The Legend of Sigmar [00] Let the Great Axe Fall by Graham McNeill

The Legend of Sigmar [00] Let the Great Axe Fall by Graham McNeill

Author:Graham McNeill [McNeill, Graham]
Language: eng
Format: epub
Goodreads: 34725737
Published: 0101-01-01T00:00:00+00:00

Part Two

When Cuthwin awoke, it was as though he’d spent the night in a warm bed with one of Aelfwin’s Night Maidens. His limbs felt refreshed and his head was as clear as a winter’s morning. He rolled from his blanket and stretched, sitting upright with a bemused grin on his face as he saw the rest of their company felt a similar sense of wellbeing. Teon and Gorseth set off to gather fresh kindling for the fires, but the smile fell from Cuthwin’s face as he saw the churned ground all around them, hundreds of footsteps in the earth and scraped claw marks on the rock. Cuthwin leapt to his feet and snatched his sword from its scabbard as he saw more and more signs of a sizeable warhost’s passing. Even the men with little in the way of woodsman’s skills could hardly fail to notice the imprint of so many feet, and voices were raised in confusion at the sight of the tracks.

‘What happened here?’ asked Wenyld, kneeling beside a clawed footprint.

‘We slept through the night,’ said Leodan, scanning the path that led up the mountain.

‘What in the name of Ulric’s balls was in that drink?’ demanded Cuthwin. ‘We could have been killed!’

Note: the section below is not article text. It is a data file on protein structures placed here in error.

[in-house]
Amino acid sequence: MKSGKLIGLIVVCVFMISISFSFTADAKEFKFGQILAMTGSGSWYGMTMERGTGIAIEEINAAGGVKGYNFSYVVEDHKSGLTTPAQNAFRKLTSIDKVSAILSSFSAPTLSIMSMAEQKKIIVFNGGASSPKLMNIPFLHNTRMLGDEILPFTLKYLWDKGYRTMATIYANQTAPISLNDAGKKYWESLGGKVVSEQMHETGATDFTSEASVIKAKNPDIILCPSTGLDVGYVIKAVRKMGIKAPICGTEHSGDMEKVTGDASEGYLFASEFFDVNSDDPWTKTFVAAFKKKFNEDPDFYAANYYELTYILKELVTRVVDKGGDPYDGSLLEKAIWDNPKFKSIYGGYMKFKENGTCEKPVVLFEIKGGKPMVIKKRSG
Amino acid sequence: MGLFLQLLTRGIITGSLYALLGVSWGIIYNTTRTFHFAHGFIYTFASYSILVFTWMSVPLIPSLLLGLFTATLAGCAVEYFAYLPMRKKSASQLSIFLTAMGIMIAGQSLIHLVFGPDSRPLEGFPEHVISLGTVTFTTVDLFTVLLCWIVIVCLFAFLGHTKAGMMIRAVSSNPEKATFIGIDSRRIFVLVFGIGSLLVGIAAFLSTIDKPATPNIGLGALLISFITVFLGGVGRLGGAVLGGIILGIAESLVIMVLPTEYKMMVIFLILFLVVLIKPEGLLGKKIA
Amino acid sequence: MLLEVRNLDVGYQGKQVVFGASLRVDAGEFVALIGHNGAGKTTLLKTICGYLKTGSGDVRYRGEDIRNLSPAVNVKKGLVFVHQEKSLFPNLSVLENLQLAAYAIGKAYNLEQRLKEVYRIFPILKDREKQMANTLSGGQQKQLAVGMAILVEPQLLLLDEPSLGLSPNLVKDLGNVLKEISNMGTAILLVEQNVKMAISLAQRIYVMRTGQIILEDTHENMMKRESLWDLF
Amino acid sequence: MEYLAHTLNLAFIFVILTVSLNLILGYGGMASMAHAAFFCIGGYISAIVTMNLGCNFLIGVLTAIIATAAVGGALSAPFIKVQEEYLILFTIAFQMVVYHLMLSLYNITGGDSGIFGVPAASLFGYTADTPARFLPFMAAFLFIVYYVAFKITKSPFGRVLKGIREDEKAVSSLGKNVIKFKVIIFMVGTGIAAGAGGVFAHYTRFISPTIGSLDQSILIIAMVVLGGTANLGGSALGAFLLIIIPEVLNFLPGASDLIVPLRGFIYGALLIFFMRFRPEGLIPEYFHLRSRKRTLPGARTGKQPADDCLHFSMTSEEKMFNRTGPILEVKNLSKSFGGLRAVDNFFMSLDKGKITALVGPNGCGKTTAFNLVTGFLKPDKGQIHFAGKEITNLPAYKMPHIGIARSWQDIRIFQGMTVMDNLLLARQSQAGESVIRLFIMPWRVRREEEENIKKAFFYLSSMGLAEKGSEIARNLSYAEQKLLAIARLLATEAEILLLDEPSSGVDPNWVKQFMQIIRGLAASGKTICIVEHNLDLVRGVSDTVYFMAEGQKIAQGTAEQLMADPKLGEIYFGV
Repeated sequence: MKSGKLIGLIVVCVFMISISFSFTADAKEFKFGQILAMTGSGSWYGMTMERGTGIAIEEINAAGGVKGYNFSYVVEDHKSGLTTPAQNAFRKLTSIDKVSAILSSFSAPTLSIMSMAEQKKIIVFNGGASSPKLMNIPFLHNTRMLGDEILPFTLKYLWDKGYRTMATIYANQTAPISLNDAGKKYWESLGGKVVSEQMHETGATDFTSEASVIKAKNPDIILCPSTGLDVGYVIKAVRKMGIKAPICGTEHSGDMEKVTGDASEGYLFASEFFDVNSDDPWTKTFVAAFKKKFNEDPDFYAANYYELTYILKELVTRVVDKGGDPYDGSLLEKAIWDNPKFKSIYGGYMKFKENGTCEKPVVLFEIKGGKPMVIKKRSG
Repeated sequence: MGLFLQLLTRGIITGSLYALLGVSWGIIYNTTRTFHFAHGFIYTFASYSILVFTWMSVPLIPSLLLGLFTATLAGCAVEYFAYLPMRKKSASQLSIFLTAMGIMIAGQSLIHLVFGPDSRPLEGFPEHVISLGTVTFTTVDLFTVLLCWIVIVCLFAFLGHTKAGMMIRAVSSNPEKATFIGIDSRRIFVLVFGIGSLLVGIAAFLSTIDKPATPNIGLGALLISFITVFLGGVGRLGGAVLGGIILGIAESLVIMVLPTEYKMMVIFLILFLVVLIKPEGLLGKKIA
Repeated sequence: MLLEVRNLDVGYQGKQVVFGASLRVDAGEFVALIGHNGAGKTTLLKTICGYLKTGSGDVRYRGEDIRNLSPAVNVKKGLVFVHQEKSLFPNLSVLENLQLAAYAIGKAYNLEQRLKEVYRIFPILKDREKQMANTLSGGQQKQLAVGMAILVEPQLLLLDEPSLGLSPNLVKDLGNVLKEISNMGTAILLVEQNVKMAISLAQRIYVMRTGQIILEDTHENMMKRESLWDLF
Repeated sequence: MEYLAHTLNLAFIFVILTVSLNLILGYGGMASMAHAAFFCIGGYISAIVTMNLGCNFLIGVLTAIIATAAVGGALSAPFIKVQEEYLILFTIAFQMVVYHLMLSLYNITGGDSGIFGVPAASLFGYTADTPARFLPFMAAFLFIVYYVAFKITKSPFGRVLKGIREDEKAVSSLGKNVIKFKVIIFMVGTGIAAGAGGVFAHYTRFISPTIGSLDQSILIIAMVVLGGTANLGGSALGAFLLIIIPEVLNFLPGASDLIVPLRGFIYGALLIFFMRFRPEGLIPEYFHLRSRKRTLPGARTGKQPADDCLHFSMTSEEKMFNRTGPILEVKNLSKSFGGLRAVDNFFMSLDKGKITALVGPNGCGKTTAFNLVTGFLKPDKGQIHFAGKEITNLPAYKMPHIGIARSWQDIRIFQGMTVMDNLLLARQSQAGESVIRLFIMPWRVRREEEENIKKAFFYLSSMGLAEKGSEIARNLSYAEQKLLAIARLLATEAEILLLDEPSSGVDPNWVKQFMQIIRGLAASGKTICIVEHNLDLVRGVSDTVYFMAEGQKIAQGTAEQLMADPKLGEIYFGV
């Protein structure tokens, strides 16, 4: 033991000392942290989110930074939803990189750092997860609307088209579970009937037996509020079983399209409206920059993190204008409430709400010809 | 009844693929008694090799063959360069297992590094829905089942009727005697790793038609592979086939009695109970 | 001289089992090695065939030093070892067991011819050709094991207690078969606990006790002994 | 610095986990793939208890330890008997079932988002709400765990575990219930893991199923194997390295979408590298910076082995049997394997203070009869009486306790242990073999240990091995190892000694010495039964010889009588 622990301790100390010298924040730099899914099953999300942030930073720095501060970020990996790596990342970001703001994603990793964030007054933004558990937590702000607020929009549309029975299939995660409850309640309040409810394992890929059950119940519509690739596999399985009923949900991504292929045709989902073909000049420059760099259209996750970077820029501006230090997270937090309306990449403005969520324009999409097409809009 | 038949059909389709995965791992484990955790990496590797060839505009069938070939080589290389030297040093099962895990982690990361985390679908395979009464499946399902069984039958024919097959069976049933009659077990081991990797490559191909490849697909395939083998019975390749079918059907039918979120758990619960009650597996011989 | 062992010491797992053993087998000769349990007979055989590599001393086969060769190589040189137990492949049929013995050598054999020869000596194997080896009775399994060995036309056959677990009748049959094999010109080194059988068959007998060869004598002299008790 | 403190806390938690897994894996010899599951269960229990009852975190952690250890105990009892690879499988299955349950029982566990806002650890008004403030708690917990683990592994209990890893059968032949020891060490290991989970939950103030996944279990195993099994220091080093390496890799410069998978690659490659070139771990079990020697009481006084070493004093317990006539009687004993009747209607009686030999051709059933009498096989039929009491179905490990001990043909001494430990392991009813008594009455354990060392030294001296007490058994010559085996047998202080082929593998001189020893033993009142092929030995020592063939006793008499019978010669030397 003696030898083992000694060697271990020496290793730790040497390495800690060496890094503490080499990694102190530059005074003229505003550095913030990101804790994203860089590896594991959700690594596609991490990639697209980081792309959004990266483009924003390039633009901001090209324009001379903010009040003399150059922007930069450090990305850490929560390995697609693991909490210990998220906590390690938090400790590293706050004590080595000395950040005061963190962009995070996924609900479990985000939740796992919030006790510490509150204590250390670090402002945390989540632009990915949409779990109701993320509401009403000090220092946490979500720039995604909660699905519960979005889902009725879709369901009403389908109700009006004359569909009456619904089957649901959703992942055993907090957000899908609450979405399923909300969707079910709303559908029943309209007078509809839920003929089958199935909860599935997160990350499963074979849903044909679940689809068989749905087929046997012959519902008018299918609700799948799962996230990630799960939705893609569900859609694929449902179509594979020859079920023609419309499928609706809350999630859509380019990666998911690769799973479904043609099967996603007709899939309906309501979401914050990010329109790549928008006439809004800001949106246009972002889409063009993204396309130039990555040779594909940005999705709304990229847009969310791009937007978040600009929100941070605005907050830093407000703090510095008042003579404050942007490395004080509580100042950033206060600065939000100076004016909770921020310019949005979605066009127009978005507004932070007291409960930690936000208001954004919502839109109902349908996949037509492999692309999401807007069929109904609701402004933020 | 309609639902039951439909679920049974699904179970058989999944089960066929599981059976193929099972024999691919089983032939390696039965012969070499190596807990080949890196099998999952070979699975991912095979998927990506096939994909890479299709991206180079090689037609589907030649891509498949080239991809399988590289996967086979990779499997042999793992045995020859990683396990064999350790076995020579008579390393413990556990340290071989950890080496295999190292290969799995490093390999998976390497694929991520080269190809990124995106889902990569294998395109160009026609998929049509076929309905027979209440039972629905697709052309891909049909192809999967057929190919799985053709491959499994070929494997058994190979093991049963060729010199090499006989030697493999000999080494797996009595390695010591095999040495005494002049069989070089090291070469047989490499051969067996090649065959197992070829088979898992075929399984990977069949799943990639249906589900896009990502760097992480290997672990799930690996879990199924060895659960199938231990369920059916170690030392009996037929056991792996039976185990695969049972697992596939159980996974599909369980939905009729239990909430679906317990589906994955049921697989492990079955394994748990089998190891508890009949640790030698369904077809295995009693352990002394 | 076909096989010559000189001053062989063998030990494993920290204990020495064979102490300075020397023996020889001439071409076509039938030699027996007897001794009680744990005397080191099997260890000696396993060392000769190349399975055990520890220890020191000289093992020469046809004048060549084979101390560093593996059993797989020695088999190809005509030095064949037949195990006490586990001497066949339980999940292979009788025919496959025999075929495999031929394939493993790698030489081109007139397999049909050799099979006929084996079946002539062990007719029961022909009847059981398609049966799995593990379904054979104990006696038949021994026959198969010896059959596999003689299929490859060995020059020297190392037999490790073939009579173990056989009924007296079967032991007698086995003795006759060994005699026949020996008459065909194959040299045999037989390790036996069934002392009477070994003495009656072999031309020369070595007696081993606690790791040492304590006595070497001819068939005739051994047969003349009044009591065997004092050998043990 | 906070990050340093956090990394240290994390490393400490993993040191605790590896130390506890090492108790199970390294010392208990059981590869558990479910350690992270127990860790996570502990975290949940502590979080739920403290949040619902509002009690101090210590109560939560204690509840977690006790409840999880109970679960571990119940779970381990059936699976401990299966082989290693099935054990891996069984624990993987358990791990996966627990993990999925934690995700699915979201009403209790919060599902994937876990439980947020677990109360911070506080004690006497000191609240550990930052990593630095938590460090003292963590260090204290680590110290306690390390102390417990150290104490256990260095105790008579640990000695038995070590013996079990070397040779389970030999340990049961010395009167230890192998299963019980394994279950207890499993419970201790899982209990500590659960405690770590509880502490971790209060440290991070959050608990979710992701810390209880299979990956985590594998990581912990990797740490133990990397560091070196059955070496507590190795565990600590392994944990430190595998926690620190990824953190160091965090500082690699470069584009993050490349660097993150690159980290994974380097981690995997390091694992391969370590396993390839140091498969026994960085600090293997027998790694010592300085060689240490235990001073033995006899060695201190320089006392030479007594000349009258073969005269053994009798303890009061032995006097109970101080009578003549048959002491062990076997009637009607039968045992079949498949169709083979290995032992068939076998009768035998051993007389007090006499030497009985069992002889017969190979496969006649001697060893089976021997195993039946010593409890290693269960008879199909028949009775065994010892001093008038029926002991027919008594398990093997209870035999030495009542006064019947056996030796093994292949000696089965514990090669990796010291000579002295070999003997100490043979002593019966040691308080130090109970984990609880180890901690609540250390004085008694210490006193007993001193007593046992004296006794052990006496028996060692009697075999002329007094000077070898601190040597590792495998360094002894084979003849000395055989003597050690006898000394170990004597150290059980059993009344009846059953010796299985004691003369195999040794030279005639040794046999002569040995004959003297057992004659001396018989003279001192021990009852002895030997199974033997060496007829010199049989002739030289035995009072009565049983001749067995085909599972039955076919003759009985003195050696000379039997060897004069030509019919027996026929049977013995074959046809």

Leodan shook his head. ‘Nothing that shouldn’t have been. It’s just burned water rakia.’

‘Damn it, Leodan, you could have killed us,’ snarled Wenyld. ‘You might have a death wish, but don’t drag us down with you.’

The Taleuten horseman gripped the hilt of his knife, and for a moment Cuthwin thought he might actually draw it.

‘Talk sense, man,’ said Leodan. ‘If I’d put us out with strong drink then we’d all be dead.’

Despite his anger, Wenyld saw the logic of what Leodan was saying, and nodded curtly, turning to Cuthwin with a mute appeal for an explanation. Cuthwin had none to give him; he couldn’t tell how many had passed in the night, nor, for that matter, could he imagine how they hadn’t all been woken or killed. He tried to move carefully around the tracks, but it was impossible to step on any patch of ground that hadn’t been tramped flat by the passage of uncounted feet.

‘This makes no sense,’ he said. ‘Why aren’t we dead?’

Cuthwin gave up trying to decipher the tracks and looked up as he heard voices raised in anger from farther along the path. He saw Sigmar making calming gestures towards the dwarfs who all looked as though they were ready to start a brawl in a crowded tavern. A hunched figure in a cloak of iridescent feathers stood behind Sigmar, and Cuthwin took an instant dislike to the man, though he could not say why.

‘Come on,’ he said. ‘Looks like trouble.’

Wenyld and Leodan followed Cuthwin as he made his way to the ugly scene brewing between Sigmar and the dwarfs. Even before he reached Sigmar’s side, he heard words like necromancer and daemonspawn. It didn’t take any great leap of imagination to know that these words were being directed at the man in the cloak of raven feathers.


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